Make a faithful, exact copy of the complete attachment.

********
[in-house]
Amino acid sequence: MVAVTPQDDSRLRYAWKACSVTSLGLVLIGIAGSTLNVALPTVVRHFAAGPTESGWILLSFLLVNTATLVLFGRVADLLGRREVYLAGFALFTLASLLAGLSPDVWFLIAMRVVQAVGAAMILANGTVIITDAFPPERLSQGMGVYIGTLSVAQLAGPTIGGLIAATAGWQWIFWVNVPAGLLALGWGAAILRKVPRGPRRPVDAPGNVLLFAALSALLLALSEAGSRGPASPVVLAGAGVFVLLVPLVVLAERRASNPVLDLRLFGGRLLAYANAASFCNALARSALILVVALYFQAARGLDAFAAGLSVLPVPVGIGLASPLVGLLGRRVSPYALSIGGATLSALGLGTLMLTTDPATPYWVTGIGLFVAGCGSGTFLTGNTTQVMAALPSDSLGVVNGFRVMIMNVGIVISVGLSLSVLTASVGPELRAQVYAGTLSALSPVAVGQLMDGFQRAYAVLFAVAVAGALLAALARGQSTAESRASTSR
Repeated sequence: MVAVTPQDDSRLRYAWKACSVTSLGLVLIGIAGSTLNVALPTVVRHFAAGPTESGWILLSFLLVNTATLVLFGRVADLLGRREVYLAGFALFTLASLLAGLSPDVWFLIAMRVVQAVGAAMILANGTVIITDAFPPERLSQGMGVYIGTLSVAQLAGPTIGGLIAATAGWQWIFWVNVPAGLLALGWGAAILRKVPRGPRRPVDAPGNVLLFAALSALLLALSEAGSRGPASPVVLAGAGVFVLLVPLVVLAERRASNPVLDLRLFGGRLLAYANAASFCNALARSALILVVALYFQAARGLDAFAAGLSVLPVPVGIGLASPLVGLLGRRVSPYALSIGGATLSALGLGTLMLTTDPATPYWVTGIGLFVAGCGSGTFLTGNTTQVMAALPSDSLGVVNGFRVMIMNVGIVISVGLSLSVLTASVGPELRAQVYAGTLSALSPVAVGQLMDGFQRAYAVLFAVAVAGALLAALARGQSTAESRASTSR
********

[in-house]
Amino acid sequence: MVAVTPQDDSRLRYAWKACSVTSLGLVLIGIAGSTLNVALPTVVRHFAAGPTESGWILLSFLLVNTATLVLFGRVADLLGRREVYLAGFALFTLASLLAGLSPDVWFLIAMRVVQAVGAAMILANGTVIITDAFPPERLSQGMGVYIGTLSVAQLAGPTIGGLIAATAGWQWIFWVNVPAGLLALGWGAAILRKVPRGPRRPVDAPGNVLLFAALSALLLALSEAGSRGPASPVVLAGAGVFVLLVPLVVLAERRASNPVLDLRLFGGRLLAYANAASFCNALARSALILVVALYFQAARGLDAFAAGLSVLPVPVGIGLASPLVGLLGRRVSPYALSIGGATLSALGLGTLMLTTDPATPYWVTGIGLFVAGCGSGTFLTGNTTQVMAALPSDSLGVVNGFRVMIMNVGIVISVGLSLSVLTASVGPELRAQVYAGTLSALSPVAVGQLMDGFQRAYAVLFAVAVAGALLAALARGQSTAESRASTSR
Repeated sequence: MVAVTPQDDSRLRYAWKACSVTSLGLVLIGIAGSTLNVALPTVVRHFAAGPTESGWILLSFLLVNTATLVLFGRVADLLGRREVYLAGFALFTLASLLAGLSPDVWFLIAMRVVQAVGAAMILANGTVIITDAFPPERLSQGMGVYIGTLSVAQLAGPTIGGLIAATAGWQWIFWVNVPAGLLALGWGAAILRKVPRGPRRPVDAPGNVLLFAALSALLLALSEAGSRGPASPVVLAGAGVFVLLVPLVVLAERRASNPVLDLRLFGGRLLAYANAASFCNALARSALILVVALYFQAARGLDAFAAGLSVLPVPVGIGLASPLVGLLGRRVSPYALSIGGATLSALGLGTLMLTTDPATPYWVTGIGLFVAGCGSGTFLTGNTTQVMAALPSDSLGVVNGFRVMIMNVGIVISVGLSLSVLTASVGPELRAQVYAGTLSALSPVAVGQLMDGFQRAYAVLFAVAVAGALLAALARGQSTAESRASTSR